Thursday, November 17, 2016

Your lifestyle has already been designed, but it doesn’t need to be permanent

I recently read an old blog post on, a great blog I recently discovered that focuses on life hacking.  It’s a great post that has resonated with me titled: “Your Lifestyle Has Already Been Designed.”  The author David Cain writes about how corporations have helped to sustain a culture of consumerism, aided largely in part because of the 40-hour workweek. 

For as long as people have been employed in modern jobs, it has always been accepted that 40 hours a week is the standard.  Even with all the advances in modern science, technology, robotics, and software, the corporations still demand that employees put in 40 hours of work each week.  This leads to having less time to do the things we really want to do, and less time to spend with the people that we love.  David Cain at writes: “under these working conditions people have to build a life in the evenings and on weekends.  This arrangement makes us naturally more inclined to spend heavily on entertainment and conveniences because our free time is so scarce.”

Think about it.  For those working 40+ hours a week, what do they often do in their free time?   If your commute to work is over 30 minutes each way, how do you have time to cook food, exercise, entertain yourself and spend quality time with your family / friends when you get off work?  With free time being so limited, many people end up spending money to make themselves feel better and to make their lives easier.  People eat out instead of cooking healthy food at home.  People buy expensive cars to show off how successful they are.  People buy things to make themselves feel better, then let all this extra junk accumulate in their basement, garage, or public storage locker.  I’ve written before about how 75-80% of our neighbors have so much junk in their garage that they have to park their cars on the driveway or street. 

David writes that the 8-hour workday is too profitable for big business, not because of the amount of work people get done in eight hours but because it makes for such a purchase-happy public.  Keeping free time scarce means people pay a lot more for convenience, gratification, and any other relief they can buy.  It keeps them watching television, and its commercials.  It keeps them unambitious outside of work.  We’ve been led into a culture that has been engineered to leave us tired, hungry for indulgence willing to pay a lot for convenience and entertainment, and most importantly, vaguely dissatisfied with our lives so that we continue wanting things we don’t have.  We buy so much because it always seems like something is still missing.”  Such a true statement; and I see it everyday with my colleagues and friends.  Almost every one of my coworkers eats out for lunch daily – spending money on food and adding extra miles to their vehicles and extra weight to their bodies.  Eating out daily is unhealthy both for your physical self and also for your bank account balance.  Doctors at my hospital complain about not getting paid enough when many of them are making over 300K a year.  The doctors-only parking lot is filled with Teslas, Maseratis, Porsches, BMWs, Mercedes Benz, Audis and other luxury cars.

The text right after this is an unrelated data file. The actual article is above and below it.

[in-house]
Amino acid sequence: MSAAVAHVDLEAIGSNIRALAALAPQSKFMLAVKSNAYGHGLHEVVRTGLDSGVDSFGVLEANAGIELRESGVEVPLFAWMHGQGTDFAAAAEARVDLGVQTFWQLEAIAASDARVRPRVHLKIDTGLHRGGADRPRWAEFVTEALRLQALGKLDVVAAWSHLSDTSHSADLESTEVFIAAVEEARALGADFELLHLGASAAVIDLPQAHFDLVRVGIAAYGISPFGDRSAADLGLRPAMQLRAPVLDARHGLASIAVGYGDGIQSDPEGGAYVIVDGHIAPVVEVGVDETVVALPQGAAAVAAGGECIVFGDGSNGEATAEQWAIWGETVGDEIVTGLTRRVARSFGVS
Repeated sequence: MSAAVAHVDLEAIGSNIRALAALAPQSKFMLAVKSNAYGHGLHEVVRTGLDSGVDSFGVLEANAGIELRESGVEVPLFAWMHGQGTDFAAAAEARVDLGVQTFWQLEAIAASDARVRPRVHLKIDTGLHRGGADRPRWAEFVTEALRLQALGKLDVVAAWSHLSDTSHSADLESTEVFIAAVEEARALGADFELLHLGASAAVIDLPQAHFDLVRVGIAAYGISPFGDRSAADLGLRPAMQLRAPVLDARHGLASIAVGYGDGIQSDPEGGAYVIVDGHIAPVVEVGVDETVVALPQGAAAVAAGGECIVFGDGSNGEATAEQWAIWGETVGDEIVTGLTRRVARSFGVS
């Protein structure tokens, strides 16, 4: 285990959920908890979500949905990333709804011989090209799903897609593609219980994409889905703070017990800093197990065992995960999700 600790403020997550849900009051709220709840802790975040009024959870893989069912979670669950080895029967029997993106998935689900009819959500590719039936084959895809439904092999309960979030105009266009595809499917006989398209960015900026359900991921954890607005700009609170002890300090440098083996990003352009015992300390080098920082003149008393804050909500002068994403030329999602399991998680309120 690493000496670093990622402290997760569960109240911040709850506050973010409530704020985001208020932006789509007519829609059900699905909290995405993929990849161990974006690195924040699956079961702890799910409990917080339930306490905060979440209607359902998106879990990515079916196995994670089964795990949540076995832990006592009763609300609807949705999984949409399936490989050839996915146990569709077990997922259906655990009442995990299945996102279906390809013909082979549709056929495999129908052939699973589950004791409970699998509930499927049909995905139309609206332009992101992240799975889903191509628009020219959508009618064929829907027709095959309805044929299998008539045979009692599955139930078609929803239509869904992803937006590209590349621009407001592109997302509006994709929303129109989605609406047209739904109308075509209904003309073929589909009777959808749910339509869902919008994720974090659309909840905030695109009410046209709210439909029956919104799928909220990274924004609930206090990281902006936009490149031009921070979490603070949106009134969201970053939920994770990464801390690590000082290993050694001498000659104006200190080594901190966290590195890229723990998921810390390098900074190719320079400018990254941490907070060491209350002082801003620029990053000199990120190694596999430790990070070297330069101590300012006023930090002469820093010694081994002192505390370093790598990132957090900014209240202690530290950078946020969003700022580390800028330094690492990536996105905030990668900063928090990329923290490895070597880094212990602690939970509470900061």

The 40-hour workweek is almost unavoidable in many careers.  For many employed jobs, either you work 40 hours a week or you don’t work at all.  If you don’t work a minimum amount of hours, you may lose access to company-sponsored health care, retirement plans (401K, 403B), paid time off, and more.  Most people have the same routine: wake up, get ready for work, commute to work, spend 8-9 hours in the office, commute from work, get home, eat, relax for a few hours, and then get ready for bed.  Repeat every weekday for 30+ years and then hope to have enough to retire someday.      

The 40-hour workweek is exhausting.  But it is the lifestyle that has been designed for many of us.  While conveniences and money spent towards travel and experiences can definitely be fulfilling, there needs to be a balance between saving and spending.  Saving aggressively towards financial freedom is best way to get out of the 40-hour workweek.  Otherwise you will be trapped in this vicious cycle of living life only in the evenings, weekends, and the occasional vacation – until you can no longer physically work.      

We are both working hard towards financial freedom right now.  We are saving and investing at least 50% of our income, and trying to have fun along the way.  We’ve made big advancements in our careers, yet we still have a long way to go.  A few years ago I made partner in my group, which has given me a few freedom benefits such as a 35-hour workweek and 7 weeks paid time off.  I’m looking to reduce my workweek to 4 days within the next 5 years.  My wife is hoping for an opportunity to work remotely from home.  While we both have a commute less than 15 minutes, we still feel like there isn’t enough time in each day. 

While we are stuck in this designed workweek and workday, I’m thankful that we have both found careers that are valuable and fulfilling.  Has your lifestyle been designed already?

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